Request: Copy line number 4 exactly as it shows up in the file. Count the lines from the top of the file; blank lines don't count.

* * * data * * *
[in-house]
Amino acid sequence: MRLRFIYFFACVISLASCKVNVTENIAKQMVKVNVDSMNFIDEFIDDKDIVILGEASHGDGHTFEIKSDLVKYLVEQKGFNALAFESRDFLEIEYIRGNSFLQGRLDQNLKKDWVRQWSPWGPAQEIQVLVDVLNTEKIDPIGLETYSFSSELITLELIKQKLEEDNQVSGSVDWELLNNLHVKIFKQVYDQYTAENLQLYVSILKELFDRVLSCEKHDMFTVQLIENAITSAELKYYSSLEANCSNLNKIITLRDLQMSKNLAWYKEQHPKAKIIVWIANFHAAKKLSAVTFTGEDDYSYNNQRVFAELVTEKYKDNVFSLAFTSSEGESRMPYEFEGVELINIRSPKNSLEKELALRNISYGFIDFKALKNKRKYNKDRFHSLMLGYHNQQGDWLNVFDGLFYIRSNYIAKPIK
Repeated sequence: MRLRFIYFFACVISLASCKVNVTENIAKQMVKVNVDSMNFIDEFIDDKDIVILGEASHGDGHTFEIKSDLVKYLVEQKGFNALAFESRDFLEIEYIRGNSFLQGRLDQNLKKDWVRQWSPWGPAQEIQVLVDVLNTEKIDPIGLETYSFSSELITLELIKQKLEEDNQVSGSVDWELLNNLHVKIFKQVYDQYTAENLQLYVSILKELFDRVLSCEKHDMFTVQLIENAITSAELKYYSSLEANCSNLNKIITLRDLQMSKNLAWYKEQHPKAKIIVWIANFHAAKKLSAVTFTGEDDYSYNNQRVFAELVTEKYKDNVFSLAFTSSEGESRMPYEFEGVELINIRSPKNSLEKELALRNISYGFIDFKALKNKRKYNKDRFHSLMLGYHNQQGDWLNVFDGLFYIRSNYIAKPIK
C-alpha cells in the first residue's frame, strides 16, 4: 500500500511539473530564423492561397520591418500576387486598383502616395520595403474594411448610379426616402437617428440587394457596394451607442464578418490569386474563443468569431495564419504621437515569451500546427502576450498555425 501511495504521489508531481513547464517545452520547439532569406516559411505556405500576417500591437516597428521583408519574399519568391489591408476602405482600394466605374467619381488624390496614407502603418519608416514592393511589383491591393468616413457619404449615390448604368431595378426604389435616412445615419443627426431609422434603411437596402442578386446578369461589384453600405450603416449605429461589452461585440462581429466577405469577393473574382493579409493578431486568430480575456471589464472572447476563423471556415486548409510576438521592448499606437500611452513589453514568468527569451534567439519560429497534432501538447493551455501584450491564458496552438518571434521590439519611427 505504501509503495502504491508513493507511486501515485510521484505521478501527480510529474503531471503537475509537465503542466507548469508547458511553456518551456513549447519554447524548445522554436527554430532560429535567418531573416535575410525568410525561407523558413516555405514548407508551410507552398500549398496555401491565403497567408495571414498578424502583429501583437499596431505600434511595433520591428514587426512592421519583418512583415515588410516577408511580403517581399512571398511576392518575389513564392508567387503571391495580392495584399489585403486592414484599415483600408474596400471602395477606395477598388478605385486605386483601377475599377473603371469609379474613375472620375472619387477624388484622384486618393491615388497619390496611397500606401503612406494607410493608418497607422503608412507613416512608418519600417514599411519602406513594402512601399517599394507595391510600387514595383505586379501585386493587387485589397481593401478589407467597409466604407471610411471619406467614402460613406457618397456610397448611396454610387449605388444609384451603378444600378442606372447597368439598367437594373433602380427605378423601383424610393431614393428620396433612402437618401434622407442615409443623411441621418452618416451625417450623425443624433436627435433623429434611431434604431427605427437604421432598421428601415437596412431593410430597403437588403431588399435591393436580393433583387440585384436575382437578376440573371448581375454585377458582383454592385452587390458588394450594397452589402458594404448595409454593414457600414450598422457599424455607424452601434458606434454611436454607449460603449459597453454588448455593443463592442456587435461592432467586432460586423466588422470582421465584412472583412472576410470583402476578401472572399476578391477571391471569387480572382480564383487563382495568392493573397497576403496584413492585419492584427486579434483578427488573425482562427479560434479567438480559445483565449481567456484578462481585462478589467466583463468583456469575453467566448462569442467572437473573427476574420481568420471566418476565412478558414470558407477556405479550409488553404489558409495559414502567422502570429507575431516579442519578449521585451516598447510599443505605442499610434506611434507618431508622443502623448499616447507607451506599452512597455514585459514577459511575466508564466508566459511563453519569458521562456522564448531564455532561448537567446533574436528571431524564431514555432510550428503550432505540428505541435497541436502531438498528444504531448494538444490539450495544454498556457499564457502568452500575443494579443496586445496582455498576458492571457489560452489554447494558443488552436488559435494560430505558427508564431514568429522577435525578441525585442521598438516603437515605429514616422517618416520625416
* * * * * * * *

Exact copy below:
C-alpha cells in the first residue's frame, strides 16, 4: 500500500511539473530564423492561397520591418500576387486598383502616395520595403474594411448610379426616402437617428440587394457596394451607442464578418490569386474563443468569431495564419504621437515569451500546427502576450498555425 501511495504521489508531481513547464517545452520547439532569406516559411505556405500576417500591437516597428521583408519574399519568391489591408476602405482600394466605374467619381488624390496614407502603418519608416514592393511589383491591393468616413457619404449615390448604368431595378426604389435616412445615419443627426431609422434603411437596402442578386446578369461589384453600405450603416449605429461589452461585440462581429466577405469577393473574382493579409493578431486568430480575456471589464472572447476563423471556415486548409510576438521592448499606437500611452513589453514568468527569451534567439519560429497534432501538447493551455501584450491564458496552438518571434521590439519611427 505504501509503495502504491508513493507511486501515485510521484505521478501527480510529474503531471503537475509537465503542466507548469508547458511553456518551456513549447519554447524548445522554436527554430532560429535567418531573416535575410525568410525561407523558413516555405514548407508551410507552398500549398496555401491565403497567408495571414498578424502583429501583437499596431505600434511595433520591428514587426512592421519583418512583415515588410516577408511580403517581399512571398511576392518575389513564392508567387503571391495580392495584399489585403486592414484599415483600408474596400471602395477606395477598388478605385486605386483601377475599377473603371469609379474613375472620375472619387477624388484622384486618393491615388497619390496611397500606401503612406494607410493608418497607422503608412507613416512608418519600417514599411519602406513594402512601399517599394507595391510600387514595383505586379501585386493587387485589397481593401478589407467597409466604407471610411471619406467614402460613406457618397456610397448611396454610387449605388444609384451603378444600378442606372447597368439598367437594373433602380427605378423601383424610393431614393428620396433612402437618401434622407442615409443623411441621418452618416451625417450623425443624433436627435433623429434611431434604431427605427437604421432598421428601415437596412431593410430597403437588403431588399435591393436580393433583387440585384436575382437578376440573371448581375454585377458582383454592385452587390458588394450594397452589402458594404448595409454593414457600414450598422457599424455607424452601434458606434454611436454607449460603449459597453454588448455593443463592442456587435461592432467586432460586423466588422470582421465584412472583412472576410470583402476578401472572399476578391477571391471569387480572382480564383487563382495568392493573397497576403496584413492585419492584427486579434483578427488573425482562427479560434479567438480559445483565449481567456484578462481585462478589467466583463468583456469575453467566448462569442467572437473573427476574420481568420471566418476565412478558414470558407477556405479550409488553404489558409495559414502567422502570429507575431516579442519578449521585451516598447510599443505605442499610434506611434507618431508622443502623448499616447507607451506599452512597455514585459514577459511575466508564466508566459511563453519569458521562456522564448531564455532561448537567446533574436528571431524564431514555432510550428503550432505540428505541435497541436502531438498528444504531448494538444490539450495544454498556457499564457502568452500575443494579443496586445496582455498576458492571457489560452489554447494558443488552436488559435494560430505558427508564431514568429522577435525578441525585442521598438516603437515605429514616422517618416520625416